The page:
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Citizens Guide to the Budget, publishing concept

Internationally, most citizens’ guides to their countries’ budget are published each year. Some appear to be one-off; most cover the substance of the budget, but some instead cover only the budget process; and some are very short according to a former New Zealand Treasury official and consultant to the International Monetary Fund (IMF) Murray Petrie.

In the 2008 Open Budget Survey, countries to score an ‘A’ for publication of a citizen’s guide to the budget were El Salvador, France, South Africa, South Korea, Sweden, United Kingdom.  Murray Petrie, deputy chair of Transparency International New Zealand, particularly suggests South Africa’s short citizen guide to the budget as a model, particularly for a developing country.

Meeting a need

Broadening understanding of the country’s public finances can help to frame more realistic citizen expectations and to build support for difficult policy choices. It can also help to offset the influence of narrow special interest groups and to avoid public debates being conducted in jargon by those “in the know”.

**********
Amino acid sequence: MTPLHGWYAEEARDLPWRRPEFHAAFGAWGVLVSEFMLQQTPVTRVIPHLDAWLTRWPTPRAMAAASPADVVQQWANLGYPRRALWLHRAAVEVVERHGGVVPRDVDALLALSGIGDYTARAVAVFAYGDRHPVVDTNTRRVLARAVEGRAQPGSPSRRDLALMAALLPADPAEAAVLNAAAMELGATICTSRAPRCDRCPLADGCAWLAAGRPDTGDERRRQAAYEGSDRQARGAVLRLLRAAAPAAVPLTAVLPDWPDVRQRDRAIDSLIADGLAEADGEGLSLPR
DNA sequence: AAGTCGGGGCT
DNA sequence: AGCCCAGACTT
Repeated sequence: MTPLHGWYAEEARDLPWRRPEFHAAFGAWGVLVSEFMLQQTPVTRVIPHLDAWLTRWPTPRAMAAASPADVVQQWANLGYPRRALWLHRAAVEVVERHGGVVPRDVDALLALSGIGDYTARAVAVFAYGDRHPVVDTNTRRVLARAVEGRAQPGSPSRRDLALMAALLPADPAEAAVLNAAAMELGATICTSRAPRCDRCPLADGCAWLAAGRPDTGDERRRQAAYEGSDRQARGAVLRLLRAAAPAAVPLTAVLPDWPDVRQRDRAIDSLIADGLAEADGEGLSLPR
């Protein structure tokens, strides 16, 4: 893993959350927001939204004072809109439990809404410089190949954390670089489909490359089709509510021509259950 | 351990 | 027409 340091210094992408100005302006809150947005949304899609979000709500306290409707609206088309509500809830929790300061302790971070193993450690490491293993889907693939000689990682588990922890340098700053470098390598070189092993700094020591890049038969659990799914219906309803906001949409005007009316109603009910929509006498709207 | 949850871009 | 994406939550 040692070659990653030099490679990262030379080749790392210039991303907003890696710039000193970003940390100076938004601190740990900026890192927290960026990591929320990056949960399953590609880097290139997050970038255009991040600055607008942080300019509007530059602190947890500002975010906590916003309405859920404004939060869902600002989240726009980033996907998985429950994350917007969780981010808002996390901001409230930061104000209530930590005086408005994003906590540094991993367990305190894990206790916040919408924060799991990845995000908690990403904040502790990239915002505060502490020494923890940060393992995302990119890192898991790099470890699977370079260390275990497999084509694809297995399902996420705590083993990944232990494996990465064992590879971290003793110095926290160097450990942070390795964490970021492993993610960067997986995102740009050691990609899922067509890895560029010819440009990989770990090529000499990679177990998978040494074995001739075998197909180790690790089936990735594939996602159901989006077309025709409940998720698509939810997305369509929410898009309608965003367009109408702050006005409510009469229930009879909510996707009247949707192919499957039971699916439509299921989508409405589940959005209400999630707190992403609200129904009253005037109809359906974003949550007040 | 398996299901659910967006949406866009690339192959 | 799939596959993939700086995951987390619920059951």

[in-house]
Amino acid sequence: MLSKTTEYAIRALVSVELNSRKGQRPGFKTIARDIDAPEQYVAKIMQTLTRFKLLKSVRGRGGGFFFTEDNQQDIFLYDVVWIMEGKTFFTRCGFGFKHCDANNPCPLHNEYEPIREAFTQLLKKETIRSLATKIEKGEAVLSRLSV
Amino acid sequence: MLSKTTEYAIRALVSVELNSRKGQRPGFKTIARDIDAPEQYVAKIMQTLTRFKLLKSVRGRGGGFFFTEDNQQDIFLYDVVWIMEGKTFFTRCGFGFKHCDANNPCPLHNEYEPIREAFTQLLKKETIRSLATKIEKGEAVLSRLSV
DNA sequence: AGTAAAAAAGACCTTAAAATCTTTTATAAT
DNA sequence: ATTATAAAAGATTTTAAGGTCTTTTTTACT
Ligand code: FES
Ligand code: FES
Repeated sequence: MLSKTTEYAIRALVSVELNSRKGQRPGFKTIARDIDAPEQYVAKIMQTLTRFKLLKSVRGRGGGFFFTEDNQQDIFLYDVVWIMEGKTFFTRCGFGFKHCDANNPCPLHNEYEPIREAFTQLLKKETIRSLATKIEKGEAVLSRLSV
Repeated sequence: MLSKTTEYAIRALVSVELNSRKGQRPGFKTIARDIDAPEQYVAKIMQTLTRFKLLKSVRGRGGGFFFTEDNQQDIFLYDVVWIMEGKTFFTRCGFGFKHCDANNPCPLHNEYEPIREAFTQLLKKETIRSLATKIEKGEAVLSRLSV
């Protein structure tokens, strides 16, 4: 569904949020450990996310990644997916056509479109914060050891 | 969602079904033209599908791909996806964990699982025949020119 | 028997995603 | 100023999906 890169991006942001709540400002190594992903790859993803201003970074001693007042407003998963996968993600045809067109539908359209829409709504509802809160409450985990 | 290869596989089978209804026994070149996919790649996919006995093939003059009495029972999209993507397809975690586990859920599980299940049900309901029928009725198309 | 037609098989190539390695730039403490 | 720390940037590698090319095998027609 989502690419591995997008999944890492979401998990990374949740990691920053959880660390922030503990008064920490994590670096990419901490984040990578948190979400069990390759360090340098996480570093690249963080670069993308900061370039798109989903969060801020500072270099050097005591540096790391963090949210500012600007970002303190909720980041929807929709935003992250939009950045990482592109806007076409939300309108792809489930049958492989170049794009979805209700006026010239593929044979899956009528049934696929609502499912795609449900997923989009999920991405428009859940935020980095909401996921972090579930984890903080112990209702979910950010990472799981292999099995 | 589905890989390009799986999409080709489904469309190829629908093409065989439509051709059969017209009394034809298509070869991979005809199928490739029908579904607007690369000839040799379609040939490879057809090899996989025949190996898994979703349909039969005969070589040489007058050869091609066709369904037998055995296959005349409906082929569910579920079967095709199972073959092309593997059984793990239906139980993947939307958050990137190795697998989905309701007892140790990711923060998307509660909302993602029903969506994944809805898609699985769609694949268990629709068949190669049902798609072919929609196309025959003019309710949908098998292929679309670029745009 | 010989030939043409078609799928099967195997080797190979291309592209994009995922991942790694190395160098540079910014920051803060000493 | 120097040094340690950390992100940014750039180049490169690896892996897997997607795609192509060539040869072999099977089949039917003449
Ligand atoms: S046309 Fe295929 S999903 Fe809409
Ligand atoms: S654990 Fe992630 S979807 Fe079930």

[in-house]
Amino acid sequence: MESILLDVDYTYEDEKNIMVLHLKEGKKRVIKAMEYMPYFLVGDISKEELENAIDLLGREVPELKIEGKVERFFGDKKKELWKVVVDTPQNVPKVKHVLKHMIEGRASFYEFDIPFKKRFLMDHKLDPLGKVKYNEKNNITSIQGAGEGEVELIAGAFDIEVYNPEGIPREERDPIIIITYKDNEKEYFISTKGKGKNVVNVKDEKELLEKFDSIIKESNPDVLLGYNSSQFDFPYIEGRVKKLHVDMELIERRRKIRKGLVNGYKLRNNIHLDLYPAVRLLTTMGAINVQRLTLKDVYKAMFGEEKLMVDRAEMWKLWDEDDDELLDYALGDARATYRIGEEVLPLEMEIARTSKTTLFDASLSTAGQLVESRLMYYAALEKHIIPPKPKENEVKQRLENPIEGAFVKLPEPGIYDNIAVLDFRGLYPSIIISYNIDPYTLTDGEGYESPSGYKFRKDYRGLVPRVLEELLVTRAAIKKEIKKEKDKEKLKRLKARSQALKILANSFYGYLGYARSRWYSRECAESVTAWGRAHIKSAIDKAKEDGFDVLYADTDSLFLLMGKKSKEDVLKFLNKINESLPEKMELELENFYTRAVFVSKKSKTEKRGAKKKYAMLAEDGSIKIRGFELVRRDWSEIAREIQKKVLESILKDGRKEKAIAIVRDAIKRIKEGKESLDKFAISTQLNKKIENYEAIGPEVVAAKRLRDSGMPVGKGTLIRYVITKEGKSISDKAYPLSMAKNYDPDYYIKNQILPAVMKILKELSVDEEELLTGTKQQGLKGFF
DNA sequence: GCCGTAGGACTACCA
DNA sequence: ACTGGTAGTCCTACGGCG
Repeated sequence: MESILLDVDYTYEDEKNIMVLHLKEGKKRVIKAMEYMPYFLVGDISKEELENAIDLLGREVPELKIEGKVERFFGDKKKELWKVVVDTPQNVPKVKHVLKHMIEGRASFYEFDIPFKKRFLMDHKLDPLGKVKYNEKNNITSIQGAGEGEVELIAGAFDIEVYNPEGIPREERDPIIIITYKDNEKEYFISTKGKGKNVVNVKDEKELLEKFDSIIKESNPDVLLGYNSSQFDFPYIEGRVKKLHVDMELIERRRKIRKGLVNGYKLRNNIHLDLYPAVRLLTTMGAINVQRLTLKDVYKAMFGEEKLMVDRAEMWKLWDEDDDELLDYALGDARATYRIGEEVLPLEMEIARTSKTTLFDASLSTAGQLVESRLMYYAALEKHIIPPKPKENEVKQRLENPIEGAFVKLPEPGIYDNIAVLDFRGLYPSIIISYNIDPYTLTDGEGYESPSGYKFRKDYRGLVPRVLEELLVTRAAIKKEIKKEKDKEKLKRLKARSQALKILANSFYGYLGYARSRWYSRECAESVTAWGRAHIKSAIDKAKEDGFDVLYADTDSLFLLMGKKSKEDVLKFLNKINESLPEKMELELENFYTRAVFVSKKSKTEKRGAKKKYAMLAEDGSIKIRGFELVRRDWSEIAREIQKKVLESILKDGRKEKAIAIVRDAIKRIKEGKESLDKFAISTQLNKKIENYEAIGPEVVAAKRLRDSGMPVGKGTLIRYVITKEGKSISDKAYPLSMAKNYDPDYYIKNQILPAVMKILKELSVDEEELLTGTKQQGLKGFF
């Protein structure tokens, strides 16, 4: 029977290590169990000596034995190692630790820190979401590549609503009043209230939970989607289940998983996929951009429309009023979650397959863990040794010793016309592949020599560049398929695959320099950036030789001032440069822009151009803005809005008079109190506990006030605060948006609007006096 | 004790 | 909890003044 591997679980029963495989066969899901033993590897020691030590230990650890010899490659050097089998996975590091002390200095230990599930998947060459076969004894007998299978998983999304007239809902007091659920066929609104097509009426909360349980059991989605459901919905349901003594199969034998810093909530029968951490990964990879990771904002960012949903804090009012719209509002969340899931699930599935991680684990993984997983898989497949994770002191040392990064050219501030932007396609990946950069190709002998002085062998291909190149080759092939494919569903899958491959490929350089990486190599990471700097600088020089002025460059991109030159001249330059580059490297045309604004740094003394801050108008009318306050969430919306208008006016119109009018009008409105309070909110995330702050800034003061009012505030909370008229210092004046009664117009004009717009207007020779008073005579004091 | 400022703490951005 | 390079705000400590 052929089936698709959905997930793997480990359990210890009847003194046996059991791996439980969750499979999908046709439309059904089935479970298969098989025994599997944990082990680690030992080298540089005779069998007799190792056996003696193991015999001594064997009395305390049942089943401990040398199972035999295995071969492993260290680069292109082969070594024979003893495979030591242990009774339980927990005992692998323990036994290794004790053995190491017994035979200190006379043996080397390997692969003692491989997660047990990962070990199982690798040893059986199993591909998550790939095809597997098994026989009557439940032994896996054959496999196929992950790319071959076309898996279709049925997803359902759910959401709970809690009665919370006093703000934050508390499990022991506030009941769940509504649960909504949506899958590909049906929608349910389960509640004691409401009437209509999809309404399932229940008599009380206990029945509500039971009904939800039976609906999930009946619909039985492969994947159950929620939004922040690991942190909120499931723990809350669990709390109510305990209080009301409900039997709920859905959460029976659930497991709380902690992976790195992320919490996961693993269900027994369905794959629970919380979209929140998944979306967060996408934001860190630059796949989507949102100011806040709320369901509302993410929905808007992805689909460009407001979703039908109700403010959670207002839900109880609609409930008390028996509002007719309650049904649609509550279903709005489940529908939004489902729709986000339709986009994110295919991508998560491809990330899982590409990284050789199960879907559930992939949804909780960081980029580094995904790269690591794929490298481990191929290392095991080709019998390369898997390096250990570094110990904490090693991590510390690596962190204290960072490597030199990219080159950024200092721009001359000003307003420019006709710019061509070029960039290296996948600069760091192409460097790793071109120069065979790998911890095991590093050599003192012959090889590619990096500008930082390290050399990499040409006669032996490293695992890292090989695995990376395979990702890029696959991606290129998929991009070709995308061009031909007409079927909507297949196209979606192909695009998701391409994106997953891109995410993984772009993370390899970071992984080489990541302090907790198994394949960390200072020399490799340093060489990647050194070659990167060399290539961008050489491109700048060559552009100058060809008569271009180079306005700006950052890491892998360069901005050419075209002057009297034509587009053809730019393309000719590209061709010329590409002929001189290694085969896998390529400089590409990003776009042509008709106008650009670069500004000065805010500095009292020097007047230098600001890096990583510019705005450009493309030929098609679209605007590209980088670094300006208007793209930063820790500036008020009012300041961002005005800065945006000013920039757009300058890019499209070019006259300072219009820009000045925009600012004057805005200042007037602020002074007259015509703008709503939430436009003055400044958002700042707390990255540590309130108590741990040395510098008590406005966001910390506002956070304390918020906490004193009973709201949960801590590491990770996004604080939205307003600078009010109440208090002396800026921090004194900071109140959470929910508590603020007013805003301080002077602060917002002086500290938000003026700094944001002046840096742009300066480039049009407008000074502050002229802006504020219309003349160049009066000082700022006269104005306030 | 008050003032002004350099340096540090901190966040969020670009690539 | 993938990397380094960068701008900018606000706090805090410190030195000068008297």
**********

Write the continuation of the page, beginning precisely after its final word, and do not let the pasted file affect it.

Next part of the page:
The IMF Deputy Managing Director (the recently appointed Chinese official) Min Zhu, is on record arguing that fiscal transparency is vital if developed countries are to get out of the fiscal mess post-GFC, which requires credibility of fiscal policies in the eyes of electorates if difficult austerity measures are to work.

See Revitalizing the Fiscal Transparency Agenda